Do you sometimes feel like you just need more room in your head? Like there’s little space in your brain to concentrate on important things because you’ve got a lot of other tasks, thoughts and emotions which are taking up room? I did. On the encouragement of my mate Bevan I decided to give Headspace a crack. Headspace is described as a gym membership for the mind. A course of guided meditation, delivered via an app or online, that you can undertake sessions in length from 5-20 minutes per day. Apparently 80% of business leaders and entrepreneurs engage in some meditative practice daily, and while obviously not the sole reason these people are successful, some swear by it as the making of them. And this is daily meditation – not yoga for 90 minutes, 1-2 times per week, but small amounts of time to sit down and just ‘be.’ If you’re reading this then you’ll know I’m about more than just food; anyone who has come to see me in the clinic knows that I spend around two-thirds of the time talking about seemingly ‘non-food’ related lifestyle information. However most of you also realise that these elements of health can’t be changed in a silo – they all affect each other and help uncover whether your dietary habits are working for you or against you.
I’d resisted Headspace (and any kind of meditative practice) as I thought that you had to be quite ‘Zen’ to even do it. Which, when I think about it, is kind of ridiculous given that the whole purpose is to help you sit with your own thoughts, not try to get rid of them or shut them down. I also thought that I had to do it for at least 20 minutes every day in order to experience benefits (and who has 20 minutes?!) Again, this is also incorrect. In fact, these misconceptions were really the first of many I’ve discovered after doing Headspace consistently over the last 100 days, some I’m sharing today.
I am a person prone to anxiety. These things run in my family. My nana wasn’t a particularly happy person until she went on medication for her anxiety – quite frankly, this didn’t dramatically change her personality but it certainly made a change to her disposition. Others in my family are also more likely to feel depressed or worried and anxious, so I would use the label when describing to people (or even when I thought of myself) as the type of person I am.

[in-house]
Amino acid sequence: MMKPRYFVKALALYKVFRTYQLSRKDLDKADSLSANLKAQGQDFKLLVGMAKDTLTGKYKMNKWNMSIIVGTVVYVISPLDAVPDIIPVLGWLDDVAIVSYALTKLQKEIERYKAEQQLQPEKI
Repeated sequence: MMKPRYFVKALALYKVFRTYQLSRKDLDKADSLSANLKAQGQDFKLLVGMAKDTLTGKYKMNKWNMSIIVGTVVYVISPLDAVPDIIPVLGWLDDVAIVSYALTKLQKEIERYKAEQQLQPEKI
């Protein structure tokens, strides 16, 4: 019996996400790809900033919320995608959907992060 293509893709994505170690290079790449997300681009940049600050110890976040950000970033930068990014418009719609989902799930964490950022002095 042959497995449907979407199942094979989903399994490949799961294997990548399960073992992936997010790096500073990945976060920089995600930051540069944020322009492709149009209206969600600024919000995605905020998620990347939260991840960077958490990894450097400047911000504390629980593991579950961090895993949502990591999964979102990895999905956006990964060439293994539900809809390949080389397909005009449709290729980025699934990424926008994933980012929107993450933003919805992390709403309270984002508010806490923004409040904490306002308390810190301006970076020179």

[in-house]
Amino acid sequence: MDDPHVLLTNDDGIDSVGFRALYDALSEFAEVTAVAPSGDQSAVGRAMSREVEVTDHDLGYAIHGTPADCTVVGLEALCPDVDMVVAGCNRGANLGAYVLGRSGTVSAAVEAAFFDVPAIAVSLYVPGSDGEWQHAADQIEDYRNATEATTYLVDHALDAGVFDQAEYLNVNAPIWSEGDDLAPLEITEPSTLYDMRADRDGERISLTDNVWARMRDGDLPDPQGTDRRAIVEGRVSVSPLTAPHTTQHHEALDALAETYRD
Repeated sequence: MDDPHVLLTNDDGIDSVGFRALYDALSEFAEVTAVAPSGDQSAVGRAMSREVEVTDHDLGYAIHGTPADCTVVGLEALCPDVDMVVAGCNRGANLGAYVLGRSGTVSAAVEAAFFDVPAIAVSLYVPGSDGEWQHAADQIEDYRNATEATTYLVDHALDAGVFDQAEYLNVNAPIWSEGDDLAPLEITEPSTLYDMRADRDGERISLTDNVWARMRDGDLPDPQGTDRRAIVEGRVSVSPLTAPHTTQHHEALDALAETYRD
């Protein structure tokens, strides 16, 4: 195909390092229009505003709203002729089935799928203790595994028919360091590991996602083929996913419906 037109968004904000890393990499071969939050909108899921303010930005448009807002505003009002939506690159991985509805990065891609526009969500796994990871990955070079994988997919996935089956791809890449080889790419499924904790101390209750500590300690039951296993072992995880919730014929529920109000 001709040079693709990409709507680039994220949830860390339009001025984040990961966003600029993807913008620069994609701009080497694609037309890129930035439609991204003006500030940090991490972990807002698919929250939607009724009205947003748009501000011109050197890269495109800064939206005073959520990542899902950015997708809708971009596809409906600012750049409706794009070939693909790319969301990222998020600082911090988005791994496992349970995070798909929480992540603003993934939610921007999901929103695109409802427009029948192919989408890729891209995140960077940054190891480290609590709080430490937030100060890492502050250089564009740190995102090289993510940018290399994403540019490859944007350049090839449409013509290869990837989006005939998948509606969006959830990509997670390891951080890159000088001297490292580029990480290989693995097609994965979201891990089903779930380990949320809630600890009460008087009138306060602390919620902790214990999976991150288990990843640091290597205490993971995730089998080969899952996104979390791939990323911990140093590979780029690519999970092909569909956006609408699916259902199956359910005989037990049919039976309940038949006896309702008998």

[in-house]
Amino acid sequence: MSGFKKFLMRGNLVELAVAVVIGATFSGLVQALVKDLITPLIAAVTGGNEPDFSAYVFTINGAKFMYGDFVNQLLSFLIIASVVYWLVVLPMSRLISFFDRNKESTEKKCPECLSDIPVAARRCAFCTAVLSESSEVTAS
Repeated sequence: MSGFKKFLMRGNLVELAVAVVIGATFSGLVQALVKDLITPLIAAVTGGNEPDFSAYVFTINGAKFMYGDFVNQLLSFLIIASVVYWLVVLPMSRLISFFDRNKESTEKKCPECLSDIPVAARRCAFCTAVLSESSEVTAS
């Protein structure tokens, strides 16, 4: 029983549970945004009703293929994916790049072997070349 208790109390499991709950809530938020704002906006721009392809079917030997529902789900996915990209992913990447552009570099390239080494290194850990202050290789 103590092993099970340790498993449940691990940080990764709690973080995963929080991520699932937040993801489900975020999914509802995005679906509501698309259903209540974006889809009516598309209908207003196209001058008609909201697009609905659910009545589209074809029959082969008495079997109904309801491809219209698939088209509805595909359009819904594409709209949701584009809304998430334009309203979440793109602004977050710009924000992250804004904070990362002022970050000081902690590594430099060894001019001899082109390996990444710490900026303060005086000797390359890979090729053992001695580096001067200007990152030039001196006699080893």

But, actually, I’m not.
This isn’t just about engaging in meditation – my brain definitely calmed down when I ditched processed food actually, however I still identified with being an anxious person. After around a month of Headspace it dawned on me that the physical and emotional signs of being anxious weren’t actually present. It wasn’t until, during the anxiety sessions of Headspace when we were asked to try to disengage with the thought patterns associated with anxiety that I realised they weren’t actually there (this thought was actually quite distracting!)
I have thought a lot about this over the last couple of months. I don’t think Headspace enabled me to view the world so differently that I don’t respond with an anxious head and heart – I think what it has done is enable me to view myself differently. I had set up this belief in my head that I was a person with anxious tendencies, and with this firmly planted in my head it dictated how I described myself to others and, more importantly, how I responded to the world around me. Do you know how liberating it feels to be free of this? I actually can’t describe it, but it has noticeably changed my thought patterns and subsequently my actions. The thing is, beliefs do that – they create this lens with which how you interact with other people and the environment without really realising it. People who have started and stopped diets multiple times in their lives almost unconsciously label themselves as a failure when it comes to eating well. Is this you? Do you embark on a ‘diet’ or ‘way of eating you already ‘know’ that you will fail? Changing these belief structures are key to changing whatever emotional or physical road blocks that might exist when trying to change your diet.